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How Renaissance Technologies’ James Simons Transformed Finance

Benjamin Reeves

There’s an argument that, perhaps more than any other person, Renaissance Technologies founder James Simons transformed the financial universe. When Mark Zuckerberg was still in diapers, Simons was using algorithms and high-speed computers to beat the market, and the academic mathematician soon became one of the most successful investors in history. Since it was founded in 1988, Renaissance has generated more than $100 billion in trading profits, according to The Man Who Solved the Market, the latest book from Wall Street Journal special writer Gregory Zuckerman.

Yet Simons and Long Island-based Renaissance are also notoriously secretive and only became generally known during the 2016 election cycle when Simons’ business partner, Robert Mercer, emerged as a top backer of alt-right media and Donald Trump’s bid for the presidency. Nevertheless, Zuckerman managed to peek behind the curtain and gain new insight into Simons and the incredible story of Renaissance Technologies. Worth caught up with Zuckerman to discuss the book and why Simons’ story matters.

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What surprised you the most in researching and writing this book?

I expected Jim to have discovered a lot of the algorithms and signals. The guy is worth $23 billion and is going to go down as the greatest moneymaker in modern financial history. I figured he was behind some of the breakthroughs.

But there’s more?

I gained a new appreciation for him because he is a quant, and he does the math, and he is one of the preeminent mathematicians of the past 100 years, but he also has this unbelievable other side to him where he has these skills in terms of recruiting and in terms of managing. They’re cutting edge in terms of quant and investment, but also in terms of management.

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That’s not what most people would expect of academic mathematicians.

It’s a whole other layer to the story how he got these quirky, stubborn, preeminent mathematicians from all around the world. They’re from academia most of the time, and they’re used to being in their offices and working by themselves. They’re curious people who want challenges, and Simons was able to lure them and get them to work together.

Despite their awesome success and the transformative effect of algorithmic trading on the market, Renaissance Technologies and Jim Simons still seem to run under the radar. Why is that?

Partly it’s the secrecy. They’ve been very focused on secrecy, and he told me he didn’t want me to write the book. He sort of suggested, is it possible to go back and not do this thing? They don’t deal in narratives, and narratives are what investing has always been about. If you turn on CNBC, how would you interview someone without asking them about some narrative about the market or the narrative about a company?

And algorithmic trading inherently ignores narratives.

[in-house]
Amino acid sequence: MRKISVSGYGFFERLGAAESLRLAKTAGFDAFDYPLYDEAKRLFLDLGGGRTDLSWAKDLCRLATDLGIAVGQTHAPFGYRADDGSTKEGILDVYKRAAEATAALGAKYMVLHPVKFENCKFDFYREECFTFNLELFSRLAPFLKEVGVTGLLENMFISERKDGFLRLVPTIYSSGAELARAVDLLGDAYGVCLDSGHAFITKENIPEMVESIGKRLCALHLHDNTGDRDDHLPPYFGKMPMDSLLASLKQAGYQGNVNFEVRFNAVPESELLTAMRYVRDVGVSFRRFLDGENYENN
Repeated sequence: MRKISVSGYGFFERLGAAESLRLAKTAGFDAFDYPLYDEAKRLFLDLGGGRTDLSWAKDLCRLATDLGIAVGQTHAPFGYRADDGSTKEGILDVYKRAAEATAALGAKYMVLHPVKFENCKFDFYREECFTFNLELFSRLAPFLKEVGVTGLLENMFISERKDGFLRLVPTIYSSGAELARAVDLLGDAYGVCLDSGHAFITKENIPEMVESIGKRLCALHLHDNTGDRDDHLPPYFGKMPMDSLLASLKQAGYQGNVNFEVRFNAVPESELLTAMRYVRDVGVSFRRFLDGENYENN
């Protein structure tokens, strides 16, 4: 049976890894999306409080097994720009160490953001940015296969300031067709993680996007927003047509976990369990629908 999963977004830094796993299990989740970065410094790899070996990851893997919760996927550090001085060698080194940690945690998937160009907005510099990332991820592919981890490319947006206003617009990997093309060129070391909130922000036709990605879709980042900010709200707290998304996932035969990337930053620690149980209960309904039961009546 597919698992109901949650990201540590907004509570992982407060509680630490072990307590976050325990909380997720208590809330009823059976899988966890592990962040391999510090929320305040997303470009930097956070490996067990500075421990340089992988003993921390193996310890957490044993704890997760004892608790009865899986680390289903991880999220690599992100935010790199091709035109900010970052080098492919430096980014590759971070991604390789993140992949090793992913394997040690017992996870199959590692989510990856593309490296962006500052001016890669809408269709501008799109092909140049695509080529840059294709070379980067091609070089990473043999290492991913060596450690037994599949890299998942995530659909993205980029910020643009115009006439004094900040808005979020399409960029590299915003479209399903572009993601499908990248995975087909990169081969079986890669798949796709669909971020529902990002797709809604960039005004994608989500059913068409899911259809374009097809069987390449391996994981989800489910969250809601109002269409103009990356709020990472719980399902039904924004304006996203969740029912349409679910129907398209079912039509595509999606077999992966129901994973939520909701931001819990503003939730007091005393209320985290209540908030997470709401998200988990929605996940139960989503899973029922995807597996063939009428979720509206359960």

These guys are cut from a different cloth. They don’t have patience for stories. These guys are the preeminent quantitative investors, and you’d think in their personal money they’d only be quantitative. But they’ll invest in David Einhorn and some of the traditional investors that you and I would. Last year the market is collapsing and Simons is on vacation, and he starts getting panicky about the market. He calls the guy that runs his family office and says, “Should we be buying protection?” It shows me that it’s hard to be a quant.

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What kind of legacy does Simons want? Has that been colored by the negative attention on Mercer?

He’s just as concerned about his legacy in the world of mathematics and science. And in philanthropy he’s doing some really fascinating things, and I think he might be remembered as much for that as for investing. He’s an optimistic guy. They’re trying to come up with treatments for autism, and they’re trying to prove the big bang, whether it happened or not. You can get a Nobel Prize for that. I don’t think he’s that concerned. He backed Hillary, so he personally doesn’t feel any responsibility. He’s a complex guy.

How so?

He’s a left-leaning, centrist liberal guy, and you would think the Mercer support for Trump and the hard right would have troubled him. But he was just as focused on the fact that Mercer was making him a lot of money, and Simons likes making money. It’s unusual because he comes from the world of academia, but he likes having influence on society, he likes big, huge ships, and Mercer was making him a lot of money. (Ed. note: Mercer left Renaissance Technologies in 2017 and sold his stake in Breitbart News to his daughter Rebekah.) If he didn’t love money so much, I think he’d feel a little more responsibility.

So on the one hand, he can be a cutthroat investor, but on the other, he does seem to want to have a broader impact on society.

You can argue that one person shouldn’t have so much wealth or so much impact on our society. But he’s not pursuing vanity projects. There’s something to be said for pursuing wealth. Increasingly we denigrate the pursuit of wealth in society, but he’s a reminder that one can pursue wealth with an eye on impacting society in good ways.

The Man Who Solved the Market—How Jim Simons Launched the Quant Revolution, Portfolio Penguin, 356 pages, $30

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